Anne Lamott

Anne Lamott - Birth:

Anne Lamott was born in 1954 in San Francisco, CA.

Anne Lamott - Background and Writing:

Anne Lamott, the daughter of the writer Kenneth Lamott, grew up in Marin County, north of San Francisco. She attended Goycher College in Maryland on a tennis scholarship. There, she wrote for the school newspaper, but dropped out after two years and returned to San Francisco. After a brief stint writing for WomenSports magazine, she began working on short pieces.

The diagnosis of her father's brain cancer prompted her to write her first novel, Hard Laughter, published by Viking in 1980. She has since written several more novels and works of nonfiction. As Lamott told The Dallas Morning News:

"I try to write the books I would love to come upon, that are honest, concerned with real lives, human hearts, spiritual transformation, families, secrets, wonder, craziness — and that can make me laugh. When I am reading a book like this, I feel rich and profoundly relieved to be in the presence of someone who will share the truth with me, and throw the lights on a little, and I try to write these kinds of books. Books, for me, are medicine."

And while Ann Lamott is well known and loved for her novels - Hard Laughter, Rosie, Joe Jones, Blue Shoe, All New People, and Crooked Little Heart - It is her nonfiction that I fell in love with. I found Operating Instructions, her raw and honest account of becoming a single mother and chronicle of her son's first year of life, on a friend's bookshelf back in the late 1980s, and I devoured it overnight.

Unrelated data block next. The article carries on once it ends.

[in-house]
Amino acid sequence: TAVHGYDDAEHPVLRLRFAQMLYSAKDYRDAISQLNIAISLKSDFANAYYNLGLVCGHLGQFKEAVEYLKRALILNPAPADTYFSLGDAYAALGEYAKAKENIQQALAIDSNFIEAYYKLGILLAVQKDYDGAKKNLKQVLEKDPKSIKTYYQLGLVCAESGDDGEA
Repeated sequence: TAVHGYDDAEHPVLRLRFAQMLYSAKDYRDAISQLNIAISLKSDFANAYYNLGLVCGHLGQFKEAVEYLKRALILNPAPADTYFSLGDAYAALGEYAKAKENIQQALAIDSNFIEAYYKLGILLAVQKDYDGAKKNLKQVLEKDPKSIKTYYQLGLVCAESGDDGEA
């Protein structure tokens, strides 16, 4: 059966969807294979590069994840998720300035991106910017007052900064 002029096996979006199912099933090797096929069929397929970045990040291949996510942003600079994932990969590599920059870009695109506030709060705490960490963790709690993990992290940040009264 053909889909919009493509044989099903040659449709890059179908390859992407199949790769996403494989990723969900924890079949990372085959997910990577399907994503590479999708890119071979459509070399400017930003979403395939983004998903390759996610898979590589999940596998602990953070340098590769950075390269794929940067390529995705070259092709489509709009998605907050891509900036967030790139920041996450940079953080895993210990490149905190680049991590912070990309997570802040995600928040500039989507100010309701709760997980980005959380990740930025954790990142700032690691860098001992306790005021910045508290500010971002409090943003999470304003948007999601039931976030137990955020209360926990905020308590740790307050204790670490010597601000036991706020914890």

I haven't yet read Lamott's spiritual books - Traveling Mercies and Plan B, both of which are collections of autobiographical essays on faith, but I loved Bird by Bird: Some Instructions on Writing and Life, which I will quickly press into a writer's (or aspiring writer's) hands, given the opportunity.

In 2010, Lamott published Imperfect Birds, Lamott explores teenage drug abuse and its consequences with her trademark humor. "This novel is about how incredibly hard it is to know and communicate the truth," Lamott told an interviewer.

And in 2012, Some Assembly Required, in which Lamoitt revisits the topic of child-rearing that she mined so well in Operating Instructions, except this time from a grandmother's point of view. In this memoir, Lamott takes her readers through the birth and first year of the life of her grandson, Jax, the son of her then nineteen-year-old son, Sam. Taken from the notes of her journal during that year, Some Assembly Required also includes other happenings, including a trip she takes to India, in which she carries readers away with her visceral descriptions:

"We were on the Ganges at five in the morning, in a riverboat in the fog... All four mornings we were in Varanasi, our boat was socked in with fog. This morning's riverboat man said, "Too much the foggy!" which I think captures all of human life. It was a thick, white pea-soup fog-a vichyssoise fog-and apparently we were not going to see any of the sights I'd assumed we would see, and in fact had come here to see.

But we saw something else: We saw how much better mystery shows up in the fog, how much wilder and truer each holy moment is than any fantasy."

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